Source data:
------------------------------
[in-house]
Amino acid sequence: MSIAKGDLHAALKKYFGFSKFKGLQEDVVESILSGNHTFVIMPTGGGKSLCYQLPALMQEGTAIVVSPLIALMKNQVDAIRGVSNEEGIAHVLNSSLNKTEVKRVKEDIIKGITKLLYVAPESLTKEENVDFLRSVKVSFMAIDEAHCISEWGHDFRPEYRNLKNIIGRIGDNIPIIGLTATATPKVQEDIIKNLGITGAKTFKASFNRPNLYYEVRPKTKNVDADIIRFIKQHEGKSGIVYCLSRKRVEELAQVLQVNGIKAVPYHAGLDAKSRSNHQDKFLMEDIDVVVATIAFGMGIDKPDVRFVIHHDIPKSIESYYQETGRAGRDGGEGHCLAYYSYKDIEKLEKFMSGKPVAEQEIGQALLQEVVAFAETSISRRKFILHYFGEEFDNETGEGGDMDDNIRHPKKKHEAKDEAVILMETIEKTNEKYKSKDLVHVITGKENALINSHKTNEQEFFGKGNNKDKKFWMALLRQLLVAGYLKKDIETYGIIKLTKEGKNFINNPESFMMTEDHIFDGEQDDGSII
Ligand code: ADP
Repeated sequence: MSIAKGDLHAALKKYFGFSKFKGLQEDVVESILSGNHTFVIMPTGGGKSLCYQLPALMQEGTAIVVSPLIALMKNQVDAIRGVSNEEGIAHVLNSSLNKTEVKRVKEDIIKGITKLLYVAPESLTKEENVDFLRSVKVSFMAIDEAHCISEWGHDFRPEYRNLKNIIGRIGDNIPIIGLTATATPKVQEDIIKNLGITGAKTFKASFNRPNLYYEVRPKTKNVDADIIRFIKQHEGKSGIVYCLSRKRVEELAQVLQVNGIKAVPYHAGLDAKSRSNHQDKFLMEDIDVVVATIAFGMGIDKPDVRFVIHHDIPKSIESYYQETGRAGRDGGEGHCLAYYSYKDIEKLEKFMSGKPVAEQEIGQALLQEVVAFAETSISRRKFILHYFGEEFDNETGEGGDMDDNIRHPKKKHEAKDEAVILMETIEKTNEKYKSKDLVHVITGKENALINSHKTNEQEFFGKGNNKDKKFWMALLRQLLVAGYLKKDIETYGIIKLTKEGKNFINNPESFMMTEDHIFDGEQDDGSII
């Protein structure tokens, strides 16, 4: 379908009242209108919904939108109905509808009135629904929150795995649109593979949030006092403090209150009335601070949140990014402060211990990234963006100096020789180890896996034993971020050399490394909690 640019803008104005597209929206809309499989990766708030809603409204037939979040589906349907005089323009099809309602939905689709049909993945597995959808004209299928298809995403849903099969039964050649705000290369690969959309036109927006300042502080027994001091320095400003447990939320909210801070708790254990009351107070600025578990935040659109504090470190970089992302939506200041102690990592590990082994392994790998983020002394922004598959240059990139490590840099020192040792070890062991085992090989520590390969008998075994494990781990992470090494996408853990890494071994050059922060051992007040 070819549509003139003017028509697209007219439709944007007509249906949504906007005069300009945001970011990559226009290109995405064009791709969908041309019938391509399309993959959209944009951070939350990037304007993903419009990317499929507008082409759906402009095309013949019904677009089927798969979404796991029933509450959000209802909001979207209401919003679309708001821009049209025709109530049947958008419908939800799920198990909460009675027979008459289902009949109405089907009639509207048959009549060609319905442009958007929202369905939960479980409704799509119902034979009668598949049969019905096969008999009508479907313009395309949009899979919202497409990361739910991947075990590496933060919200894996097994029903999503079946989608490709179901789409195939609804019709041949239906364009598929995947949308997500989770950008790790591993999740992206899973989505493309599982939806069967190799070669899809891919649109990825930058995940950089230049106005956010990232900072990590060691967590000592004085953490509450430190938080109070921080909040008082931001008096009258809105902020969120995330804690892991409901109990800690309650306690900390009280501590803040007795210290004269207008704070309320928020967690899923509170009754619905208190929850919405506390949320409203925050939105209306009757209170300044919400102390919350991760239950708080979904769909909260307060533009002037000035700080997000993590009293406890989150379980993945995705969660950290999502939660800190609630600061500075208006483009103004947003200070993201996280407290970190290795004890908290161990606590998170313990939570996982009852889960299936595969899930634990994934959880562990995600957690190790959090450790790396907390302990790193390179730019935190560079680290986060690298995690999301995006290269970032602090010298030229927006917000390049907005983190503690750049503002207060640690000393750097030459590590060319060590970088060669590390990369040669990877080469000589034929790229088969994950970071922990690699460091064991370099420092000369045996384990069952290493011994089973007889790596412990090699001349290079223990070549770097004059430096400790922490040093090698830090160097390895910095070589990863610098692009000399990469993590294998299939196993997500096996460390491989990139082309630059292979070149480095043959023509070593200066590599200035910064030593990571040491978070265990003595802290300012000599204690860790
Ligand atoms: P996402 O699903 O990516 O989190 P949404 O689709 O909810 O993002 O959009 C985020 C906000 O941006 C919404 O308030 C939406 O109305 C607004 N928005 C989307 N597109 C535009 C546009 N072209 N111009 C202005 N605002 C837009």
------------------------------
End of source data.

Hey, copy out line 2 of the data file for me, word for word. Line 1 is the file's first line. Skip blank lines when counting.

Amino acid sequence: MSIAKGDLHAALKKYFGFSKFKGLQEDVVESILSGNHTFVIMPTGGGKSLCYQLPALMQEGTAIVVSPLIALMKNQVDAIRGVSNEEGIAHVLNSSLNKTEVKRVKEDIIKGITKLLYVAPESLTKEENVDFLRSVKVSFMAIDEAHCISEWGHDFRPEYRNLKNIIGRIGDNIPIIGLTATATPKVQEDIIKNLGITGAKTFKASFNRPNLYYEVRPKTKNVDADIIRFIKQHEGKSGIVYCLSRKRVEELAQVLQVNGIKAVPYHAGLDAKSRSNHQDKFLMEDIDVVVATIAFGMGIDKPDVRFVIHHDIPKSIESYYQETGRAGRDGGEGHCLAYYSYKDIEKLEKFMSGKPVAEQEIGQALLQEVVAFAETSISRRKFILHYFGEEFDNETGEGGDMDDNIRHPKKKHEAKDEAVILMETIEKTNEKYKSKDLVHVITGKENALINSHKTNEQEFFGKGNNKDKKFWMALLRQLLVAGYLKKDIETYGIIKLTKEGKNFINNPESFMMTEDHIFDGEQDDGSII